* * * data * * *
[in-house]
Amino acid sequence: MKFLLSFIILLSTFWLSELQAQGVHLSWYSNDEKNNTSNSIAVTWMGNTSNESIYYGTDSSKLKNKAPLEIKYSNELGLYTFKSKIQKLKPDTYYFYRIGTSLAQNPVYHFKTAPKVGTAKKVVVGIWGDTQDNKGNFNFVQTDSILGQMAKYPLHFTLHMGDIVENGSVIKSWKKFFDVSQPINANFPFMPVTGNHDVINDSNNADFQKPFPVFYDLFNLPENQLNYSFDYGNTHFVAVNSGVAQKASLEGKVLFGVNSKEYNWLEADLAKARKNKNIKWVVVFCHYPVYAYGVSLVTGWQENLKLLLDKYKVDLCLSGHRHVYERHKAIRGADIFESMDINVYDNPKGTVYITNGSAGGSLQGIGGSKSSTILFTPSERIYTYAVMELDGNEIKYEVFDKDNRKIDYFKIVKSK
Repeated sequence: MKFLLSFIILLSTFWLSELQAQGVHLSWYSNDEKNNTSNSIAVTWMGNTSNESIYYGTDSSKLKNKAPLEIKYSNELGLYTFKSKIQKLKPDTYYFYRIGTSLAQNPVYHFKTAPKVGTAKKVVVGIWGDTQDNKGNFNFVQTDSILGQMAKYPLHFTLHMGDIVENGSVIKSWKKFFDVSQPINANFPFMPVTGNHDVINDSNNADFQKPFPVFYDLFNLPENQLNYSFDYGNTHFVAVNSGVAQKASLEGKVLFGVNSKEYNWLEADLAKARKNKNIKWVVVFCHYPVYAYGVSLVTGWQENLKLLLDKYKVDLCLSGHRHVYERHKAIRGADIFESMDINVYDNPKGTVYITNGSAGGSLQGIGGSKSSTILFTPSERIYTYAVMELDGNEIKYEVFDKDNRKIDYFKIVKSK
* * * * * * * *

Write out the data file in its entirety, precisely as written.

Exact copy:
[in-house]
Amino acid sequence: MKFLLSFIILLSTFWLSELQAQGVHLSWYSNDEKNNTSNSIAVTWMGNTSNESIYYGTDSSKLKNKAPLEIKYSNELGLYTFKSKIQKLKPDTYYFYRIGTSLAQNPVYHFKTAPKVGTAKKVVVGIWGDTQDNKGNFNFVQTDSILGQMAKYPLHFTLHMGDIVENGSVIKSWKKFFDVSQPINANFPFMPVTGNHDVINDSNNADFQKPFPVFYDLFNLPENQLNYSFDYGNTHFVAVNSGVAQKASLEGKVLFGVNSKEYNWLEADLAKARKNKNIKWVVVFCHYPVYAYGVSLVTGWQENLKLLLDKYKVDLCLSGHRHVYERHKAIRGADIFESMDINVYDNPKGTVYITNGSAGGSLQGIGGSKSSTILFTPSERIYTYAVMELDGNEIKYEVFDKDNRKIDYFKIVKSK
Repeated sequence: MKFLLSFIILLSTFWLSELQAQGVHLSWYSNDEKNNTSNSIAVTWMGNTSNESIYYGTDSSKLKNKAPLEIKYSNELGLYTFKSKIQKLKPDTYYFYRIGTSLAQNPVYHFKTAPKVGTAKKVVVGIWGDTQDNKGNFNFVQTDSILGQMAKYPLHFTLHMGDIVENGSVIKSWKKFFDVSQPINANFPFMPVTGNHDVINDSNNADFQKPFPVFYDLFNLPENQLNYSFDYGNTHFVAVNSGVAQKASLEGKVLFGVNSKEYNWLEADLAKARKNKNIKWVVVFCHYPVYAYGVSLVTGWQENLKLLLDKYKVDLCLSGHRHVYERHKAIRGADIFESMDINVYDNPKGTVYITNGSAGGSLQGIGGSKSSTILFTPSERIYTYAVMELDGNEIKYEVFDKDNRKIDYFKIVKSK